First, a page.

Global Commitment: Crown Princess Victoria

Published 18 April 2016 in:

Photo: Kate Gabor, Sweden

The United Nations, headed by Secretary-General Ban Ki-moon, has chosen Crown Princess Victoria to be one of sixteen Advocates to promote the Sustainable Development Goals, also known as the Global Goals. The role the Crown Princess and the other Advocates will play will be to “leverage their unique standing and leadership” to promote the messages and encourage partnerships with governments, the private sector and civil society.

The 17 Global Goals were adopted by world leaders at the United Nations Sustainable Development Summit in New York in September last year. The goals represent a commitment by all nations to work together to end poverty, build peace and secure a life of dignity and a healthy planet for present and future generations.

“It is both an honour and a pleasure for Sweden that Crown Princess Victoria has been chosen for this important role and that she has accepted. This shows that both the Swedish Government and the Royal Court are deeply engaged in the 2030 Agenda, the action to achieve the Global Goals,” says Prime Minister Stefan Löfven.

“Crown Princess Victoria and the other Advocates have a very important role to play, serving to both inspire and press for action. These Global Goals are needed for the countries of the world to work together to stop and prevent conflicts and refugee crises. Sustainable development cannot be achieved without peace, security and respect for human rights. The Global Goals give us fifteen years of opportunities to build a better world,” says Minister for Foreign Affairs Margot Wallström.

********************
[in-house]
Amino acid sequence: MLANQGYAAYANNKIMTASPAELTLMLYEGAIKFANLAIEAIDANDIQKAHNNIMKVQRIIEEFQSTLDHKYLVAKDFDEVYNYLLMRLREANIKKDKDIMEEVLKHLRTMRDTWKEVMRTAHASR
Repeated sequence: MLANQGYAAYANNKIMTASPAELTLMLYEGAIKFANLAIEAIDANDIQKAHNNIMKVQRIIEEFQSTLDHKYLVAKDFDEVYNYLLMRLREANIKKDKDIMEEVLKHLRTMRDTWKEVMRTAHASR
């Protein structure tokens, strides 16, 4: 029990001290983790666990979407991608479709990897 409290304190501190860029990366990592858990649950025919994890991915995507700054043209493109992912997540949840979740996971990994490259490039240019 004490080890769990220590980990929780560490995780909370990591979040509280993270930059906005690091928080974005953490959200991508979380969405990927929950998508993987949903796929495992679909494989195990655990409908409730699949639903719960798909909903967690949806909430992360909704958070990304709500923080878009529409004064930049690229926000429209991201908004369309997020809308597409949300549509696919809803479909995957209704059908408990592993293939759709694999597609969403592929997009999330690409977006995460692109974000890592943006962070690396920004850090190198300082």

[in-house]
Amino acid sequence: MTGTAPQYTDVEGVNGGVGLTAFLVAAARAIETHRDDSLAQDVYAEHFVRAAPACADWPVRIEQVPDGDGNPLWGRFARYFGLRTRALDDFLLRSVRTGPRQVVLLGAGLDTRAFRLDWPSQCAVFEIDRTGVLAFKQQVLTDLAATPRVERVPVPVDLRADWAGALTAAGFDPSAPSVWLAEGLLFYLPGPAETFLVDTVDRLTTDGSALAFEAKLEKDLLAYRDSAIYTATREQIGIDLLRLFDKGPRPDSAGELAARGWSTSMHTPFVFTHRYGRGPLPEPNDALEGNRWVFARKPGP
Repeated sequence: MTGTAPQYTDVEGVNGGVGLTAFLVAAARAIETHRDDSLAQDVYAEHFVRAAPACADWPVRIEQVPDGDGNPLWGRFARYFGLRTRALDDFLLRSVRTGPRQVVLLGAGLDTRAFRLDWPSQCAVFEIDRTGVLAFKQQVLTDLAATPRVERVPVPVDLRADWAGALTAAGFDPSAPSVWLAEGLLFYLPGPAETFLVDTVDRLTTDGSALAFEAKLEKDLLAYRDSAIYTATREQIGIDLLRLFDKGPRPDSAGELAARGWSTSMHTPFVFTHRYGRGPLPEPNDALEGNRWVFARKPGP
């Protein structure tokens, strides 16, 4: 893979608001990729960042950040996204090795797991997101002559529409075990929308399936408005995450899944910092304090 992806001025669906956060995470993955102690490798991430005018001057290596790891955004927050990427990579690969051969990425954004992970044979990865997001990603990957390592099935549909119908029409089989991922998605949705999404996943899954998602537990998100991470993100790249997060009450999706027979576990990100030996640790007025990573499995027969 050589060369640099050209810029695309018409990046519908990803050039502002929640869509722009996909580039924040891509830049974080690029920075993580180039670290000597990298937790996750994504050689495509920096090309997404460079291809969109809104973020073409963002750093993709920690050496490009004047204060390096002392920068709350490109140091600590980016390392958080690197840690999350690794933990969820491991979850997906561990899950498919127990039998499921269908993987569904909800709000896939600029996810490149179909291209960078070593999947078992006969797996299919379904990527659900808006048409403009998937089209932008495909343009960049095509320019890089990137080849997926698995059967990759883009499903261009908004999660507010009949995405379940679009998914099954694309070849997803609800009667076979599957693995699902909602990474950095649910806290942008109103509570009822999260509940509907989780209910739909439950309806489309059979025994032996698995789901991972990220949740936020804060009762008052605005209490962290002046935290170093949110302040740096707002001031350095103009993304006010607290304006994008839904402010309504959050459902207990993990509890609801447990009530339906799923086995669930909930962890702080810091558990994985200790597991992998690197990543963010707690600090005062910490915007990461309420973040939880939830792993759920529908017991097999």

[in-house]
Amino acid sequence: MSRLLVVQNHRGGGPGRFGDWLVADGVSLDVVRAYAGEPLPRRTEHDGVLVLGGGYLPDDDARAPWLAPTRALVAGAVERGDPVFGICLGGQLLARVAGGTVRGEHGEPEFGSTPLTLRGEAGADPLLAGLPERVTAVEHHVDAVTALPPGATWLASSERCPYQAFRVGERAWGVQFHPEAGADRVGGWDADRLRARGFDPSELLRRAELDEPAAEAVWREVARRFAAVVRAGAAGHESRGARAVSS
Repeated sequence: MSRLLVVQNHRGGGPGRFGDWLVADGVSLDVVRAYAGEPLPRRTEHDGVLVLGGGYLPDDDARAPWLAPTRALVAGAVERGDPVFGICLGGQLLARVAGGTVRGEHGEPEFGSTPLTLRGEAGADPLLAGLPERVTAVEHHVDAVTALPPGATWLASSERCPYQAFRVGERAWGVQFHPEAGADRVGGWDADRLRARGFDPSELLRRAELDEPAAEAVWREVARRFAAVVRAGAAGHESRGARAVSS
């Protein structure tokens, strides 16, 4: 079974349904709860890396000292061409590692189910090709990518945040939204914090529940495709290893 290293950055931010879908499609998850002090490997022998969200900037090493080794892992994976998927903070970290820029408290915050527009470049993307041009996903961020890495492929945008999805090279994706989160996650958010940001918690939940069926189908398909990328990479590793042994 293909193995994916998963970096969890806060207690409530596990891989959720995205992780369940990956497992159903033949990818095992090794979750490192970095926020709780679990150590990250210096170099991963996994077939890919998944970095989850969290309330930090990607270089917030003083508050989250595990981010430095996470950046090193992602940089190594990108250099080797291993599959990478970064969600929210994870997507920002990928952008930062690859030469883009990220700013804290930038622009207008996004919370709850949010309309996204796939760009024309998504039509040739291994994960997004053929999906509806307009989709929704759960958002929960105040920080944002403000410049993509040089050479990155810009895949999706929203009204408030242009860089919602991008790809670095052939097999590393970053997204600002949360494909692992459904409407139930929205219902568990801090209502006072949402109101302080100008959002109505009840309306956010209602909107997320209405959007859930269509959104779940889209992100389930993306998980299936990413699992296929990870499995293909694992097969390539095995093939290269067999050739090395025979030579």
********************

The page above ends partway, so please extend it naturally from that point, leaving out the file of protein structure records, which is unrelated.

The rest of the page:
Other Advocates include singer Shakira Mebarak, footballer Lionel Messi and actor Forest Whitaker.

Crisis and conflict management and international peace support operations, including in the UN, are some of the issues that particularly engage Crown Princess Victoria. She has, for instance, been a patron of the Church of Sweden’s international work for more than 15 years.

In her engagement she draws inspiration from figures including her relative Folke Bernadotte:

“Conflicts and wars inflict wounds. They engrave antagonisms into people’s memories and hearts, and those antagonisms persist down several generations.

Working for peace means acknowledging those wounds. Being aware of the history behind the conflict, but having the strength and the wisdom to rise above it for the sake of reconciliation and the future.

Folke Bernadotte was the UN’s first mediator. He is one of our foremost role models in the Swedish tradition of working for peace.”